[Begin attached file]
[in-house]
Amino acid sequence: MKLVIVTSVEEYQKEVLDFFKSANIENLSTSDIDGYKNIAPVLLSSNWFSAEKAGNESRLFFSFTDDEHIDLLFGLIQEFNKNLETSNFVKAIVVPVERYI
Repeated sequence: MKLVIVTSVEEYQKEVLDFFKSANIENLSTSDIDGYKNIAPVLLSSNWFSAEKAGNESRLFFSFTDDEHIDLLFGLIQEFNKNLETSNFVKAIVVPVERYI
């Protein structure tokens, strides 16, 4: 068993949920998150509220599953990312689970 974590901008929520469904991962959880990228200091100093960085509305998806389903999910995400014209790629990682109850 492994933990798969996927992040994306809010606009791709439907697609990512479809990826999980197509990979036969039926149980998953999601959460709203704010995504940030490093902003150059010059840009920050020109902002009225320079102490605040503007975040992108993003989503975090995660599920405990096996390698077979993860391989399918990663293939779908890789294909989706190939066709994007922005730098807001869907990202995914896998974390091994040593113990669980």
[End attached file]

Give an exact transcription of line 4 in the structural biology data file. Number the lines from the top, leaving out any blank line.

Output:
């Protein structure tokens, strides 16, 4: 068993949920998150509220599953990312689970 974590901008929520469904991962959880990228200091100093960085509305998806389903999910995400014209790629990682109850 492994933990798969996927992040994306809010606009791709439907697609990512479809990826999980197509990979036969039926149980998953999601959460709203704010995504940030490093902003150059010059840009920050020109902002009225320079102490605040503007975040992108993003989503975090995660599920405990096996390698077979993860391989399918990663293939779908890789294909989706190939066709994007922005730098807001869907990202995914896998974390091994040593113990669980």